‘Surprisingly re-readable.’by Daniel Brown.
PeliCAN’T Do It is an engaging picture book for 4-7 year olds that explores individuality, sibling rivalry, and a growth approach to strengths and skills. Penned by Cate Sawyer, an experienced children’s book author, with the unique illustrations of Kyle Tweed to make the story of PeliCAN and PeliCAN’T the pelicans surprisingly re-readable.
As an adult reading PeliCAN’T Do It, I found myself taken back to a childhood of friendly fauna faces and simple stories. I remember classics like Possum Magic and Edward the Emu from school, but it was the simple art style of Grug that impressed on me the most. He wasn’t much, just a clump of leaves off a burrawang tree that I mistook for something more like a grass tree (common where I lived), and a few concessions to form that made him more functionally human shaped. But it was the eyes that did it. On a character with little potential for expression, I read depths into the eyes of a burrawang tree, or a snake, or any of the other strange characters that they interacted with.
“It was the eyes that did it”
And that was the first thing I noticed about PeliCAN and PeliCAN’T, twins with very different perspectives. The book presents them as differently fortuned and draws attention to it early on as a way of telling them apart, but the detailing around the eyes was always the first clue for me. Of course, kids will love the road-runner style humour and rich, bright colours, but it’s the emotional journey told through those expressive eyes that gives the story its value. Personally, I was a shy child (to the point of making little eye contact), but as an adult my own strengths and skills revolve largely around dealing with people and trying to understand their emotional journeys. I’ll never know the full impact my childhood reading had on me becoming that person but, like PeliCAN’T, it isn’t something I started out with, but learnt along the way.
“Never know the full impact”
The second thing I noticed about PeliCAN and PeliCAN’T was the relatable everyday-ness of their actions that sat somewhere between those of a pelican and those of a child. While some stories feel like their characters are simply humans with animal faces, these two remind me of both pelicans standing in rows along the jetty and children playing hopscotch in the street at the same time. The combination takes me back to family holidays in sleepy fishing towns where fish & chip shops sit alongside antique stores on the beachfront. It’s not made clear exactly where the story is set, but with pelicans, hills hoists, and an octopus scattered throughout the pages, there are enough cues for children to connect it with any pleasant road-tripping experience.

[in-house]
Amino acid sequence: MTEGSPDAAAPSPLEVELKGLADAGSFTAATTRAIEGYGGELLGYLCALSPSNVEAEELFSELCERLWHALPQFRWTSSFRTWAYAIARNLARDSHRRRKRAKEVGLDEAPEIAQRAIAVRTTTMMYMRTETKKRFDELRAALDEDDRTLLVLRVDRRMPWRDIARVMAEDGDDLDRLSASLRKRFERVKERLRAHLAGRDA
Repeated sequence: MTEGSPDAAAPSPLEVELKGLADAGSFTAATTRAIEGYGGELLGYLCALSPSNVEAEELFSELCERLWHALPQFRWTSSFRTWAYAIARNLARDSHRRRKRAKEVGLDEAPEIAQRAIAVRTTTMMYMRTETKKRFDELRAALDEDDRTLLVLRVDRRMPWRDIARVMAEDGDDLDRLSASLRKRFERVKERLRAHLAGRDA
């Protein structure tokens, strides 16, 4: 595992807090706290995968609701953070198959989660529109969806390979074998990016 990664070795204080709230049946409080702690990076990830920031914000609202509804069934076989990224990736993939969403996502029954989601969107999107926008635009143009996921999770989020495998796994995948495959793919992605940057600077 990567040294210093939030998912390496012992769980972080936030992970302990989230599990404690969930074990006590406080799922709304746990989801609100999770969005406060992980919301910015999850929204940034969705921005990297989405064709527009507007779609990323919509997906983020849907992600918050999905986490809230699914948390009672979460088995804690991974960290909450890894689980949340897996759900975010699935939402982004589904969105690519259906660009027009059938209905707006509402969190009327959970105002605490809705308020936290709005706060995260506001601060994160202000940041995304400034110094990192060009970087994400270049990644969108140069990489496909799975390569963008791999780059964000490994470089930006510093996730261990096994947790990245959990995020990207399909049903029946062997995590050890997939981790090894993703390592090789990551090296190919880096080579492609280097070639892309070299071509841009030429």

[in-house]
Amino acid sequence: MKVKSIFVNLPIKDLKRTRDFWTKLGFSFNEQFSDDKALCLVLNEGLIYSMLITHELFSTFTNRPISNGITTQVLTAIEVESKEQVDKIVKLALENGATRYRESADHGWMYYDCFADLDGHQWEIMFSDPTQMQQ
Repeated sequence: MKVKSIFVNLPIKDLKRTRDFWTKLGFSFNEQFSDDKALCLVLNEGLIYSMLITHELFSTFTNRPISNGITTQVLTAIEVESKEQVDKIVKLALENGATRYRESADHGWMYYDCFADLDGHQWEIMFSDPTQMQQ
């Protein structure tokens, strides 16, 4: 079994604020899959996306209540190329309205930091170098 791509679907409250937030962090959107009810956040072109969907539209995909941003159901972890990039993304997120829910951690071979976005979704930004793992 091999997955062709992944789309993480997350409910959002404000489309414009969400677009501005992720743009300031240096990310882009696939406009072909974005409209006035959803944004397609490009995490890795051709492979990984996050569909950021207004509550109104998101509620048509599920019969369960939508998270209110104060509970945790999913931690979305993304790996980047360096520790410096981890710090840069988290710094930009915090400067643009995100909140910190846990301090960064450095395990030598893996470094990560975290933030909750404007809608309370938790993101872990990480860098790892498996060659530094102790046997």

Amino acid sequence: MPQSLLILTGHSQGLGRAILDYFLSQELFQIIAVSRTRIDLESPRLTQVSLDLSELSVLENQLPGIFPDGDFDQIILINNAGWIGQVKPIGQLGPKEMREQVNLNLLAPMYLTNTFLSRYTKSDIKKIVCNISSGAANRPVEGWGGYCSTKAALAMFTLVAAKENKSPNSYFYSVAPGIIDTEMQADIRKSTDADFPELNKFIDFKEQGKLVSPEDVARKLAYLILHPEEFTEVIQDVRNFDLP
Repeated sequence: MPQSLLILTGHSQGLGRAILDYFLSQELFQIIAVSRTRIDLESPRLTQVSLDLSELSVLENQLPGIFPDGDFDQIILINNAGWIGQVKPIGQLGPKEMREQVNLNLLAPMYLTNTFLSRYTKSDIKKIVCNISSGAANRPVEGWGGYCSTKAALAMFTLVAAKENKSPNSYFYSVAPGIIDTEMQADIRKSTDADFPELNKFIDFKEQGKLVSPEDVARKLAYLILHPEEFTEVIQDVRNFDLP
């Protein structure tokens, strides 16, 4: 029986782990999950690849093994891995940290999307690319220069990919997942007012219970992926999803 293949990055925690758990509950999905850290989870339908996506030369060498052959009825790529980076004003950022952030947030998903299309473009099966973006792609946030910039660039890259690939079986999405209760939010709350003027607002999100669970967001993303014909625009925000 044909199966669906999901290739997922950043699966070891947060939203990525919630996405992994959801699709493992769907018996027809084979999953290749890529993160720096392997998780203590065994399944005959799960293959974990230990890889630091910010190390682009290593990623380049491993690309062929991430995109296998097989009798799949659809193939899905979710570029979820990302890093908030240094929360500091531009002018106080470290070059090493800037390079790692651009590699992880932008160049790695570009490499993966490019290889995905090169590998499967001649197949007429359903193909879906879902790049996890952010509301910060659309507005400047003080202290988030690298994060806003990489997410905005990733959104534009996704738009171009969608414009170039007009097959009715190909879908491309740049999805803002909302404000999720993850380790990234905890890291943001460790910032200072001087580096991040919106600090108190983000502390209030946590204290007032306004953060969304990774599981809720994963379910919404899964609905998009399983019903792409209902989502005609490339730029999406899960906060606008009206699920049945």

“Takes me back to family holidays in sleepy fishing towns”
The third thing I noticed was the small details easily glanced over on a first read through. Not just the ones it asks you to go back and check on towards the end (all the more significant by that point), or the fun little activity on the last page, it’s also things like the slight webbing on a surprisingly well scaled octopus tentacle. And I can’t help but think that the more accurately we show children animals as animals the more likely they are to appreciate the real thing when they see it. But also, there’s a re-readability introduced with such details. I know that any children’s book is going to be read time and time again, but PeliCAN’T Do It holds layers that can be investigated one by one to bring some variation into the mix.
“Fun little activity on the last page”
Perfect for anyone who has young children at home with their own unique talents, or knows someone who does! I recommend PeliCAN’T Do It among other Australian classics to foster a healthy appreciation of our native wildlife, a gift they can keep with them as long as there are pelicans in the skies!
Pelican’t Do It is available here.
Daniel Brown is a strange combination of aspiring editor and community worker, which means he uses language like ‘walking beside the text’ and always tries to see the strengths in a work. Turns out this makes for addictive critiques, so he decided to veer out into reviewing.